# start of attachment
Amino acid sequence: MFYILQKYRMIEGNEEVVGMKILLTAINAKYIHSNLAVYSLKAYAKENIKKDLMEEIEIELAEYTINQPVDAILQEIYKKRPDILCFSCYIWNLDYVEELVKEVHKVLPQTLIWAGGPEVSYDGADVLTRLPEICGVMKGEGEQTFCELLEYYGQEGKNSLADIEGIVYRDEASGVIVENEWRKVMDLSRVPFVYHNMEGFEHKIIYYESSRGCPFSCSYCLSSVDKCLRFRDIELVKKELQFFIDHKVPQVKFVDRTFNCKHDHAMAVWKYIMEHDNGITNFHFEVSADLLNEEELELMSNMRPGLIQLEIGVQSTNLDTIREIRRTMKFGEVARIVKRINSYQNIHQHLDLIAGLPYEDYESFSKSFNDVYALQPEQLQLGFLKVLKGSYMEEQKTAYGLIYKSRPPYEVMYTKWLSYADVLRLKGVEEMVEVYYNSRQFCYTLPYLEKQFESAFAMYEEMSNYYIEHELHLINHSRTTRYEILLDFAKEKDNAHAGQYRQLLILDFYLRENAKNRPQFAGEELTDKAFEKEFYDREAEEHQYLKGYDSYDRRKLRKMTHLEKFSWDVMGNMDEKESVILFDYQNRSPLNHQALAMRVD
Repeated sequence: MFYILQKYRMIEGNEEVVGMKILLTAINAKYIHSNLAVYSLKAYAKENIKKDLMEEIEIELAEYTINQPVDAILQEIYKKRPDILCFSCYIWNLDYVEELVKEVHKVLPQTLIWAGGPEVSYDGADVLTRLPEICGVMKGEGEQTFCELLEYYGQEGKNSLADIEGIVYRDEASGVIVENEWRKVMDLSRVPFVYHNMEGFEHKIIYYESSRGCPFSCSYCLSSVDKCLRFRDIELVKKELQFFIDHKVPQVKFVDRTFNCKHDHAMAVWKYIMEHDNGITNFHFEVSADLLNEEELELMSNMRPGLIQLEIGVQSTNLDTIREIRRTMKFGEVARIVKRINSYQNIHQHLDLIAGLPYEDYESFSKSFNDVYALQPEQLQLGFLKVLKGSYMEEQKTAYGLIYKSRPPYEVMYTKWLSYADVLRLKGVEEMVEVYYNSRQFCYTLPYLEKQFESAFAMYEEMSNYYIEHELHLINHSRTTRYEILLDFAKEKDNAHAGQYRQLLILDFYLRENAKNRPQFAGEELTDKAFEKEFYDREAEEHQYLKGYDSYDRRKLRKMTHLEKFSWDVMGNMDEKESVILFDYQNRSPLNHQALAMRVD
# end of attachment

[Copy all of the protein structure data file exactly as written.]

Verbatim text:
Amino acid sequence: MFYILQKYRMIEGNEEVVGMKILLTAINAKYIHSNLAVYSLKAYAKENIKKDLMEEIEIELAEYTINQPVDAILQEIYKKRPDILCFSCYIWNLDYVEELVKEVHKVLPQTLIWAGGPEVSYDGADVLTRLPEICGVMKGEGEQTFCELLEYYGQEGKNSLADIEGIVYRDEASGVIVENEWRKVMDLSRVPFVYHNMEGFEHKIIYYESSRGCPFSCSYCLSSVDKCLRFRDIELVKKELQFFIDHKVPQVKFVDRTFNCKHDHAMAVWKYIMEHDNGITNFHFEVSADLLNEEELELMSNMRPGLIQLEIGVQSTNLDTIREIRRTMKFGEVARIVKRINSYQNIHQHLDLIAGLPYEDYESFSKSFNDVYALQPEQLQLGFLKVLKGSYMEEQKTAYGLIYKSRPPYEVMYTKWLSYADVLRLKGVEEMVEVYYNSRQFCYTLPYLEKQFESAFAMYEEMSNYYIEHELHLINHSRTTRYEILLDFAKEKDNAHAGQYRQLLILDFYLRENAKNRPQFAGEELTDKAFEKEFYDREAEEHQYLKGYDSYDRRKLRKMTHLEKFSWDVMGNMDEKESVILFDYQNRSPLNHQALAMRVD
Repeated sequence: MFYILQKYRMIEGNEEVVGMKILLTAINAKYIHSNLAVYSLKAYAKENIKKDLMEEIEIELAEYTINQPVDAILQEIYKKRPDILCFSCYIWNLDYVEELVKEVHKVLPQTLIWAGGPEVSYDGADVLTRLPEICGVMKGEGEQTFCELLEYYGQEGKNSLADIEGIVYRDEASGVIVENEWRKVMDLSRVPFVYHNMEGFEHKIIYYESSRGCPFSCSYCLSSVDKCLRFRDIELVKKELQFFIDHKVPQVKFVDRTFNCKHDHAMAVWKYIMEHDNGITNFHFEVSADLLNEEELELMSNMRPGLIQLEIGVQSTNLDTIREIRRTMKFGEVARIVKRINSYQNIHQHLDLIAGLPYEDYESFSKSFNDVYALQPEQLQLGFLKVLKGSYMEEQKTAYGLIYKSRPPYEVMYTKWLSYADVLRLKGVEEMVEVYYNSRQFCYTLPYLEKQFESAFAMYEEMSNYYIEHELHLINHSRTTRYEILLDFAKEKDNAHAGQYRQLLILDFYLRENAKNRPQFAGEELTDKAFEKEFYDREAEEHQYLKGYDSYDRRKLRKMTHLEKFSWDVMGNMDEKESVILFDYQNRSPLNHQALAMRVD